The dips in the daily graph were during times where a cron job was running. The two final dips were during the kernel installation.

All in all, the conversion went well. The machine never really appeared to be slow, but, it is obvious that it is now handling more traffic. The load averages are roughly the same as they were before. CPU utilization is roughly the same, but, more importantly, Disk I/O is about half what it was and System now hovers around 3-4%. During the hourly cron job, the machine is not having issues like it was before.

Nginx isn’t always the best solution. In this case, 100% of the traffic is serving an 8k-21k php script to each visitor. Static content is served from another machine running Nginx.

While I do like Nginx, it is always best to use the right tool for the job. In this case, Apache happened to be the right tool.

DDOS attack mitigation

Monday, April 26th, 2010

Today we had a DDOS attack on one of our clients. They were running prefork with mod_php5 with a rather busy application. While we initially started filtering IP addresses using iptables and a few crudely hacked rules, we knew something had to be done that was a little more permanent. Moving to MPM-Worker with PHP served with FastCGI seemed reasonable, but, looking at the history of the attacks on this machine, I believe Apache still would have been vulnerable since we cannot filter the requests early enough in Apache’s request handler.

Apache does have the ability to fight some DDOS attacks using mod_security and mod_evasive, but, this particular attack was designed to affect apache prior to the place where these modules hook into the request. This also precludes using fail2ban. We could run mod_forensic or mod_logio to assist fail2ban, but, it is still a stopgap measure.

We could have used some Snort rules and tied those to iptables, but, that is a rather bad solution to the problem.

While we could have used Varnish, their application would have had some issues. mod_rpaf can help by adjusting the REMOTE_ADDR to take the value from X-Forwarded-For that Varnish sets. mod_geoip actually inserts itself before mod_rpaf, so, we would have needed to make a modification to mod_geoip and recompiled it. I’m not sure how Varnish would have handled Slowloris and we had to fix this now.

Putting them behind a Layer 7 load balancer would have isolated the origin server and handled the brunt of the attack on the load balancer, but, again we would have needed mod_rpaf and some modifications to their code.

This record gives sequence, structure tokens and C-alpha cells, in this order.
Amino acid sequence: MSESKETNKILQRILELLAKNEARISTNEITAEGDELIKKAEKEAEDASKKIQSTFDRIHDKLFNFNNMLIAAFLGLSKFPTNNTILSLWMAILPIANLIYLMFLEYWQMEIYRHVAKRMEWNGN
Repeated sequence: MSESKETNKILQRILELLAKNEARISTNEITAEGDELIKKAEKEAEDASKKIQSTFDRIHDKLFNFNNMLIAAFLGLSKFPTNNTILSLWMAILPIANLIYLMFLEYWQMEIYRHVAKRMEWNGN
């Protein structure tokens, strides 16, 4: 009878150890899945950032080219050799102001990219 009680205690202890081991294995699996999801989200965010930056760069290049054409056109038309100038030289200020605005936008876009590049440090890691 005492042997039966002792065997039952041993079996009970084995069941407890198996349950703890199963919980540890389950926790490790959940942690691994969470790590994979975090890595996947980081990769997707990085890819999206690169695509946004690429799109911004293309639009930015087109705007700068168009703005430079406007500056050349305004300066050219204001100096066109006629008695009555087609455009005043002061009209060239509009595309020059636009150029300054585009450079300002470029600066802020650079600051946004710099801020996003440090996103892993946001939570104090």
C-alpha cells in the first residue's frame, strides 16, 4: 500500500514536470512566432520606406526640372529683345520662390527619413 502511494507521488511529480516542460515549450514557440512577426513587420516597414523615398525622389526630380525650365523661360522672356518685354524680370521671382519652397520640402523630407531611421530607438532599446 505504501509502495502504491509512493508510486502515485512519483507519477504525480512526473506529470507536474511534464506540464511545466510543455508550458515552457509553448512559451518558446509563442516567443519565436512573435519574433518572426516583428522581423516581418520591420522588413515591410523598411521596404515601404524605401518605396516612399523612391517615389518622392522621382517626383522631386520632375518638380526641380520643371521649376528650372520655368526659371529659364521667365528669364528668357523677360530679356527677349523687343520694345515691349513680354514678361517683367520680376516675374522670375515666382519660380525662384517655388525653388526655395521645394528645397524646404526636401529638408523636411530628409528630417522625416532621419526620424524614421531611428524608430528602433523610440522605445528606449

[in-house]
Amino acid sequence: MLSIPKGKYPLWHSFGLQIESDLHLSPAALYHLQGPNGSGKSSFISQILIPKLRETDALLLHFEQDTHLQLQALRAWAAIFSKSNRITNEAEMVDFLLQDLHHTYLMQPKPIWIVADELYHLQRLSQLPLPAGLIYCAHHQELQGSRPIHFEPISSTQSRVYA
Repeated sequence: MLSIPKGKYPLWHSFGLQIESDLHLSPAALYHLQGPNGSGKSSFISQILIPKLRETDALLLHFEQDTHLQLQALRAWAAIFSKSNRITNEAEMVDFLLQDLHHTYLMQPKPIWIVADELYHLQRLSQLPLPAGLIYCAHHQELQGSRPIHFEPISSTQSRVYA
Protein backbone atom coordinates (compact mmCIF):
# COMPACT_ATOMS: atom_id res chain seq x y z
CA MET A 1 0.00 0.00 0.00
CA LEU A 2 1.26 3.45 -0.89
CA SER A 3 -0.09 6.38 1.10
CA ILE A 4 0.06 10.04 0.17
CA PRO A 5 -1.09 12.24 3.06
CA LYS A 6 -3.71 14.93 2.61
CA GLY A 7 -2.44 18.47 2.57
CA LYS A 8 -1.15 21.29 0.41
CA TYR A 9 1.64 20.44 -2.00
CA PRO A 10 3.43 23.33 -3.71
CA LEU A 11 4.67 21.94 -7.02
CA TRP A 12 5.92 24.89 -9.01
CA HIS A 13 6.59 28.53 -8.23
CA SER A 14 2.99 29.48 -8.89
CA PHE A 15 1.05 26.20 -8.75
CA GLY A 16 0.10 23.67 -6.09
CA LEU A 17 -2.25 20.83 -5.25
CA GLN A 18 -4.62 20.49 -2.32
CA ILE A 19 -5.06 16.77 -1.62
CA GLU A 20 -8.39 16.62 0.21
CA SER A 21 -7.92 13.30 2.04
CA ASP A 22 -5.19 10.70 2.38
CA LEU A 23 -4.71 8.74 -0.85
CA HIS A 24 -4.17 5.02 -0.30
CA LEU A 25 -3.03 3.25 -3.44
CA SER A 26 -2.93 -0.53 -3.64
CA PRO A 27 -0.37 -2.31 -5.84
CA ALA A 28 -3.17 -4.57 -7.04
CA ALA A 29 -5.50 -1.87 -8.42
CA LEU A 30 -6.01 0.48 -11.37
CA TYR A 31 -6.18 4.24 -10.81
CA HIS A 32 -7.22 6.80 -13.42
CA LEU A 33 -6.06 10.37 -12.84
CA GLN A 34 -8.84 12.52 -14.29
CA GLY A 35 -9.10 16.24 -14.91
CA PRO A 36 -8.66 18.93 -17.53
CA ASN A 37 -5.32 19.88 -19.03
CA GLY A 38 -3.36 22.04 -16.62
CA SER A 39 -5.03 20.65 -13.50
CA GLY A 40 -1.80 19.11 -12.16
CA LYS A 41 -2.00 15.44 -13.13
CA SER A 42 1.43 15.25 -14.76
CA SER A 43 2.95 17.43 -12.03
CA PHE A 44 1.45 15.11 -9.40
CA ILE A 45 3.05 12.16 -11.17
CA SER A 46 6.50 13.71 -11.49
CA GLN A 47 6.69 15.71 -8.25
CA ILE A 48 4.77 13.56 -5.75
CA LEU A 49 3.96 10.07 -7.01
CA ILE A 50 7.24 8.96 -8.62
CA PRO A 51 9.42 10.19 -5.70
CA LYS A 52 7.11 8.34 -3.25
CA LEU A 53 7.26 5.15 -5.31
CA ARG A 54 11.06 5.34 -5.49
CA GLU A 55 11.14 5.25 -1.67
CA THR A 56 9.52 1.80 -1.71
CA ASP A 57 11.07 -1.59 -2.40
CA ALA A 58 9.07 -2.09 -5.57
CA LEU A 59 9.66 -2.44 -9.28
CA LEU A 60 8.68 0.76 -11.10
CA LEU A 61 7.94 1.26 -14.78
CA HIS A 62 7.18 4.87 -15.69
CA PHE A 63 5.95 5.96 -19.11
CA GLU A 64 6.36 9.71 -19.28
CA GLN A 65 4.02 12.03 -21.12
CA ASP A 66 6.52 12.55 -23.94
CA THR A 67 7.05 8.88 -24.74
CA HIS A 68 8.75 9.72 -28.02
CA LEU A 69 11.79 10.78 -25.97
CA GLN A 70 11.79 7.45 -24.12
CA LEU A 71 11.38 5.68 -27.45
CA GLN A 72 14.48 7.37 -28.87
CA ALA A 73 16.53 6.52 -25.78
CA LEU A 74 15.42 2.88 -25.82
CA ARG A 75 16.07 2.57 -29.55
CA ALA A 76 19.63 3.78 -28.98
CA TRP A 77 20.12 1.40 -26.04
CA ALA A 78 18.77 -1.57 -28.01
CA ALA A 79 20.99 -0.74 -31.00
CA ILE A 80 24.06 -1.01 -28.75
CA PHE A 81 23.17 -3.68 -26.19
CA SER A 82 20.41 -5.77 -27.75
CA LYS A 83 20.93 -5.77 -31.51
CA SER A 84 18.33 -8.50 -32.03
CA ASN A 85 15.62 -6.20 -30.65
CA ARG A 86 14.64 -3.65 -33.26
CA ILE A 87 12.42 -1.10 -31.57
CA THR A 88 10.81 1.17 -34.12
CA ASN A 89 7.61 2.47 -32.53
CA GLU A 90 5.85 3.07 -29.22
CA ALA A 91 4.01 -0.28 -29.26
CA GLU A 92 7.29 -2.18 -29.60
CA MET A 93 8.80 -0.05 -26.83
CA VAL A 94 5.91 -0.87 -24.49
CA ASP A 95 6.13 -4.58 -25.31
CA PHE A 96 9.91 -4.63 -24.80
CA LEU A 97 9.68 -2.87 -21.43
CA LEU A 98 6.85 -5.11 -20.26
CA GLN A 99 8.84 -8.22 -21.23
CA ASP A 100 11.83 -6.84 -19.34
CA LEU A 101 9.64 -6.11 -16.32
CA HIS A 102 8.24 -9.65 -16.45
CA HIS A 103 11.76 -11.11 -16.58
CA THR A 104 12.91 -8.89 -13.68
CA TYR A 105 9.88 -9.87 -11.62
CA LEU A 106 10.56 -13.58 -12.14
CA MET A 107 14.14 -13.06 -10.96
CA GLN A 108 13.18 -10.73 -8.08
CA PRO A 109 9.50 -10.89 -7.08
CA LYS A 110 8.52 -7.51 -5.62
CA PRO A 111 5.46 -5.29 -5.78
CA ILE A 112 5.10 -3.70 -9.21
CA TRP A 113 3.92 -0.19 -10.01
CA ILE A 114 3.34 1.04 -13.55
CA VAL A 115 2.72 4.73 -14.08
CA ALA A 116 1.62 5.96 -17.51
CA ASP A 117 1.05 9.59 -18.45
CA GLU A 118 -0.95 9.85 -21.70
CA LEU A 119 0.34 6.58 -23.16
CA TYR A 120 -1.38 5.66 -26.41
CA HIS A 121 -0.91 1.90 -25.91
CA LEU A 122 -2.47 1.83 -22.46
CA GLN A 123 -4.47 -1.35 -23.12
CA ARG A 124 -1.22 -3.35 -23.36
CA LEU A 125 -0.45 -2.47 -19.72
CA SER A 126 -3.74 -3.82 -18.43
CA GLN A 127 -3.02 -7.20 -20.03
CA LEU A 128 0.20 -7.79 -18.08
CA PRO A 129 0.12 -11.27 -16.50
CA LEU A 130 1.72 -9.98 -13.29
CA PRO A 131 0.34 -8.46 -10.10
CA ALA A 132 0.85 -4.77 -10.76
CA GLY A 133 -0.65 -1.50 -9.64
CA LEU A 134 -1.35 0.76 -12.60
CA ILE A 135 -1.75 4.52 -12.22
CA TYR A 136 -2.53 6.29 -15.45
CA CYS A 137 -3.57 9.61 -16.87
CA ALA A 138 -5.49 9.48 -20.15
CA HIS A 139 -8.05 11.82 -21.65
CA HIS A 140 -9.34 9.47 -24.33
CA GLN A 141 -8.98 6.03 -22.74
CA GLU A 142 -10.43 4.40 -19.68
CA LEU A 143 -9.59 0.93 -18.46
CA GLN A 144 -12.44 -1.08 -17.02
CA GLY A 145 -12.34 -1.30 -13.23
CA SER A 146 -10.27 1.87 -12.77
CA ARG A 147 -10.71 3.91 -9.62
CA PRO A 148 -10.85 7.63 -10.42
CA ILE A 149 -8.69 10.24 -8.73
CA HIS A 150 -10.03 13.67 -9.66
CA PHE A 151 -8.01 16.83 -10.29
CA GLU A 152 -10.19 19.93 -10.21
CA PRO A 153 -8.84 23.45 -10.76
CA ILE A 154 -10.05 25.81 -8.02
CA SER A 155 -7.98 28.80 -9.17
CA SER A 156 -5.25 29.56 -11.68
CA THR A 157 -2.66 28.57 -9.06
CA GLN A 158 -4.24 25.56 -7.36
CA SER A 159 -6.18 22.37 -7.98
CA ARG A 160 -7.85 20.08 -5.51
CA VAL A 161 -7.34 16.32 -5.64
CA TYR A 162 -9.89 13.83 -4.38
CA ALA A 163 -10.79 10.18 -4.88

In the end, Lighttpd and Nginx appeared to be the only documented solution. After the conversion, we did find documentation that said Varnish and Squid were immune to Slowloris. With Nginx or Lighttpd, we didn’t have IP address issues to contend with, it would be easy enough to modify the fastcgi config to pass the GEOIP information in the same request variable that their application expected. We knew we had to run PHP under FastCGI, so, we might as well pick a tool where we can block the attack in the webserver without having to worry about firewall rules. We did put a few firewall rules in place to block the larger offenders.

in the http { } section of our nginx config, we added:

    client_body_timeout 10;
    client_header_timeout 10;
    keepalive_timeout 10;
    send_timeout 10;
    limit_zone limit_per_ip $binary_remote_addr 16m;

and in the server { } section, we added:

    limit_conn limit_per_ip 5;

Since each server was expecting to handle one or two requests from each IP, this gave us a little headroom while solving the problem in the right place.

I believe Varnish would have held the connection and wouldn’t have sent a request to the backend which makes it fairly versatile as a tool to deal with DDOS attacks. While I do like the ability to block certain requests in VCL, the methods listed to fight this type of attack appeared to favor a non-threaded webserver. Varnish in front of Apache would have worked, but, we already knew we needed to move from Apache at some point with this client and this gave us an opportunity to shift them while under the gun.

Wouldn’t have had it any other way.

Varnish and Nginx with Joomla

Sunday, June 28th, 2009

Recently we had a client that had some performance issues with a Joomla installation. The site wasn’t getting an incredible amount of traffic, but, the traffic it was getting was just absolutely overloading the server.

Since the machine hadn’t been having issues before, the first thing we did was contact the client and ask what had changed. We already knew the site and database that was using most of the CPU time, but, the bandwidth graph didn’t suggest that it was traffic overrunning the server. Our client rescued this client from another hosting company because the site was unusable in during prime time. So, we’ve inherited a problem. During the move, the site was upgraded from 1.0 to 1.5, so, we didn’t even have a decent baseline to revert to.

The stopgap solution was to move the .htaccess mod_rewrite rules into the apache configuration which helped somewhat. We identified a few sections of the code that were getting hit really hard and wrote a mod_rewrite rule to serve those images direct from disk — bypassing Joomla serving those images through itself. This made a large impact and at least got the site responsive enough that we could leave it online and work through the admin to figure out what had gone wrong.

Some of the modules that had been enabled contributed to quite a bit of the performance headache. One chat module generated 404s every second for each person logged in to see if there were any pending messages. Since Joomla is loaded for each 404 file, this added quite a bit of extra processing. Another quick modification to the configuration eliminated dozens of bad requests. At this point, the server is responsive, the client is happy and we make notes in the trouble ticket system and our internal documentation for reference.

Three days later the machine alerts and our load problem is back. After all of the changes, something is still having problems. Upon deeper inspection, we find that portions of the system dealing with the menus are being recreated each time. There’s no built in caching, so, the decision is to try Varnish. Varnish has worked in the past for WordPress sites that have gotten hit hard, so, we figured if we could cache the images, css and some of the static pages that don’t require authentication, we can get the server to be responsive again.